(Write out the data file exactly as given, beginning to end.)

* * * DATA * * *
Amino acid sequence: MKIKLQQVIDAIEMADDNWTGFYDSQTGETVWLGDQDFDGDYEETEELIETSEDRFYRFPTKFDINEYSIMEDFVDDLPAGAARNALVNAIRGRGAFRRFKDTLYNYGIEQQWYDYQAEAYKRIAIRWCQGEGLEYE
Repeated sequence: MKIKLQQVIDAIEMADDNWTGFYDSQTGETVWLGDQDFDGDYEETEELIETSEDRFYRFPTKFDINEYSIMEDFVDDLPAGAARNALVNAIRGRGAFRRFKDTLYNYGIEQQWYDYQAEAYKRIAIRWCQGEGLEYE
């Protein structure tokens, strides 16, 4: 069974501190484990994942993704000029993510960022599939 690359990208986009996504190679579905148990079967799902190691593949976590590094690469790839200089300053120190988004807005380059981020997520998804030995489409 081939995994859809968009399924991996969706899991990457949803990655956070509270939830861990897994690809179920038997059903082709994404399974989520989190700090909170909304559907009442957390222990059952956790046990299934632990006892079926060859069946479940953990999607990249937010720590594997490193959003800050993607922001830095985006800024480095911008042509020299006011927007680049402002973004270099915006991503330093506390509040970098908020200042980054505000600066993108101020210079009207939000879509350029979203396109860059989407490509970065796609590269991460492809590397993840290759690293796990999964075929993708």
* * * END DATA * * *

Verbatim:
Amino acid sequence: MKIKLQQVIDAIEMADDNWTGFYDSQTGETVWLGDQDFDGDYEETEELIETSEDRFYRFPTKFDINEYSIMEDFVDDLPAGAARNALVNAIRGRGAFRRFKDTLYNYGIEQQWYDYQAEAYKRIAIRWCQGEGLEYE
Repeated sequence: MKIKLQQVIDAIEMADDNWTGFYDSQTGETVWLGDQDFDGDYEETEELIETSEDRFYRFPTKFDINEYSIMEDFVDDLPAGAARNALVNAIRGRGAFRRFKDTLYNYGIEQQWYDYQAEAYKRIAIRWCQGEGLEYE
């Protein structure tokens, strides 16, 4: 069974501190484990994942993704000029993510960022599939 690359990208986009996504190679579905148990079967799902190691593949976590590094690469790839200089300053120190988004807005380059981020997520998804030995489409 081939995994859809968009399924991996969706899991990457949803990655956070509270939830861990897994690809179920038997059903082709994404399974989520989190700090909170909304559907009442957390222990059952956790046990299934632990006892079926060859069946479940953990999607990249937010720590594997490193959003800050993607922001830095985006800024480095911008042509020299006011927007680049402002973004270099915006991503330093506390509040970098908020200042980054505000600066993108101020210079009207939000879509350029979203396109860059989407490509970065796609590269991460492809590397993840290759690293796990999964075929993708």